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Converted at last

By Roger99a ·
I have finally been converted, thanks to Ubuntu and Debian, to Linux. I've been a Windows guy for 10 years but could never get the hang of Linux. Redhat was useless and confusing to me. Debian rocks! I'm running Ubuntu from home, no big accomplishment, but what I did at work I think brings me into the Linux world. We needed a "nix box for a project I dreamed up. It needed to be secure and familiar to my database guy who works on FreeBSD systems. The FreeBSD guy at work was unavailable for this project so I decided to build a Debian box. With very little assistance (mostly "What program do you use for" questions) I setup the Debian box, Apache-ssl, OpenSSL, FTP, Mail and it all works. WOOHOO! I think I'll start replacing those BSD boxes soon.

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Linux Flavors

by BFilmFan In reply to Converted at last

I am just starting to pick up on Linux myself, as it looks like a nice complimentary skill set to cram into my big ol' AD-infected head. I will have to see if I can scrounge up a copy of that at work. Should have one as we have at least 10 flavors of Linux and Unix the last time I asked about for Redhat.

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by Jaqui In reply to Linux Flavors

red hat is the worst in my opinion.
not a bad installer, but the worst ditro.
even thier fdisk is bug ridden.

then, I've had it not be able to mount root partition.
in partition structure it created.

no interest in using it at all.

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Linux = Choice

by Choppit In reply to shudder

That's the beauty of Linux, if you don't like a particular distro, there's plenty of others to choose from.

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Red Hat

by Roger99a In reply to shudder

I actually built and used a Red Hat server before with Squid. The KDE desktop stayed locked up all the time. Left a bad taste............

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KDE and squid server on Red Hat

by apotheon In reply to Red Hat

I don't think I'll ever understand the mindset that requires a huge, bloated GUI on a server.

By the way, I deal with squid servers on Fedora at my datacenter job. Something the devs and I have noticed is that the squids on Fedora Core 3 are less than efficient. They ran much better on FC2 than they do on FC3. We're currently theorizing that it has something to do with the custom kernels that RH installs use, and we're planning a possible simultaneous performance test of FreeBSD and Debian.

If I'm sufficiently subtle, maybe I can get everything moved to Debian. In the meantime, at least I might get to start learning more about FreeBSD.

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agree with that

by Jaqui In reply to KDE and squid server on R ...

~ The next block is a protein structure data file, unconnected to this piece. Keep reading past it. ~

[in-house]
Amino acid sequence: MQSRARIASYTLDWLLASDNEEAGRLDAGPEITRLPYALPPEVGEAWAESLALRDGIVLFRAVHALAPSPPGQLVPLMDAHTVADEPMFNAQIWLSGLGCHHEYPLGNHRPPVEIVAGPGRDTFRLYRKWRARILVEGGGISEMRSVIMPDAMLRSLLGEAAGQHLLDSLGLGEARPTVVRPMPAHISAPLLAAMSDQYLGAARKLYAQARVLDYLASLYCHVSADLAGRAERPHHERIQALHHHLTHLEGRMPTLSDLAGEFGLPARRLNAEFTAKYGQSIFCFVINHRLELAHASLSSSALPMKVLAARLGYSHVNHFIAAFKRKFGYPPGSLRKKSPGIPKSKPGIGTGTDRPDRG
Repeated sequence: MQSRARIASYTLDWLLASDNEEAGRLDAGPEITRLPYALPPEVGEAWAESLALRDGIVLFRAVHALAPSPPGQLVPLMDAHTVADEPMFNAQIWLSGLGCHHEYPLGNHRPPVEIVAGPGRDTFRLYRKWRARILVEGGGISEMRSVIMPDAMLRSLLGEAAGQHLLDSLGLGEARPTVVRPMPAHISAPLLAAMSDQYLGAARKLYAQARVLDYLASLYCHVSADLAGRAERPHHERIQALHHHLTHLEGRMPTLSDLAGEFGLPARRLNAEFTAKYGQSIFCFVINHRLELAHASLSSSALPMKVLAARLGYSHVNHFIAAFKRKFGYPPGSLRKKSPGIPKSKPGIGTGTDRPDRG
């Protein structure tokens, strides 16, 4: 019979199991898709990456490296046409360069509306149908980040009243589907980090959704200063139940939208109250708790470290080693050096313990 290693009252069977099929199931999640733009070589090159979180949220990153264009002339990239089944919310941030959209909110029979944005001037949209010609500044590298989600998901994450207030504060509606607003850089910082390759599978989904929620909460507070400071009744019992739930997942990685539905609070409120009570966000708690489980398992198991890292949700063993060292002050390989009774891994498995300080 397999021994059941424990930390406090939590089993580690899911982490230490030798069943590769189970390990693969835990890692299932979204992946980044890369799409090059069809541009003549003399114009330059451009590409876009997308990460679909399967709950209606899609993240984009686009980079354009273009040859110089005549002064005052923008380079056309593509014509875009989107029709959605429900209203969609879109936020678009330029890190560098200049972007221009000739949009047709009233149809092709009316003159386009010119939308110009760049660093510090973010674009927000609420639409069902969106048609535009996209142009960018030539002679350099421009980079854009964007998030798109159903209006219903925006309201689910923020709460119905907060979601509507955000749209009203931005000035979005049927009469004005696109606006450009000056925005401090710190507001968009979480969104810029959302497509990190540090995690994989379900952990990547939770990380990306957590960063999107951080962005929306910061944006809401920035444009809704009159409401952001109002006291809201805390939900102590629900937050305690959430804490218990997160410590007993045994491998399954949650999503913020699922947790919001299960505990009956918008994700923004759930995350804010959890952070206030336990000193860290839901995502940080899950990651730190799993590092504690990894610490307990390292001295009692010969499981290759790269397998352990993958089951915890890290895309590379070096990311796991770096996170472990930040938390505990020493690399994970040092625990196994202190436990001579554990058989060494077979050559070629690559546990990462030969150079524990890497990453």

a server doesn't need a gui at all.
the console tools are more than enough to administer it.
if you want, you can use webmin, from remote workstation.
but I like using ssh for remote if I don't have ready physical access to the server.

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same here

by apotheon In reply to agree with that

It's all SSH for remote administration for me. The CLI tools are more powerful and flexible than any GUI tools out there, anyway.

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by Roger99a In reply to same here

I agree that a GUI on a server is added overhead, but it may be needed for certain users. I used it on the Squid/Red Hat system because it was a learning tool. I didn't learn much except that GUI's don't belong on Linux servers. The new server I built doesn't have a GUI. I'm using SSH and the Database/Web guy is using Webmin for some stuff he does.

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learning tools

by apotheon In reply to same here

"I didn't learn much except that GUI's don't belong on Linux servers."

Hah! That's funny.

Next up: scripting for system administration. You'll probably want to start by learning shell scripting (which is absurdly easy: it's about as easy to learn as batch scripting for DOS, but roughly a thousand times as powerful and flexible). After that, if you're still going, is Perl scripting. There hasn't been an enhancement to system administration capabilities that compares to Perl scripting in power and flexibility.

Because all the system essentials in unix are essentially plain text, and Perl is the text manipulation tool to reckon with, Perl is the ultimate unix system administration toolkit. It has been referred to as the "Swiss Army chainsaw" because it'll basically let you do anything you want to, including (metaphorically) cutting off your own limbs. As a unix sysadmin, you know you've arrived when you find yourself doing everything with Perl scripts without even thinking about it.

Note: Perl is so flexible that it will actually allow you to read data from anywhere on your hard drive into a variable, change it, then write it back where you found it. This means that you could, conceivably, patch your OS kernel in one line of Perl. This would be an insanely impressive thing to do, and a generally insane thing to do as well: it is not an avisable task, but it's cool that the option is there.

In any case, good luck. Have you joined a LUG mailing list yet? It's the best tech support you'll ever find.

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by apotheon In reply to shudder

I loathe Anaconda (the installer RH-based Linuxes use). It's bloated and slow, and it installs far too much crap by default, even when you choose a "minimal" install.

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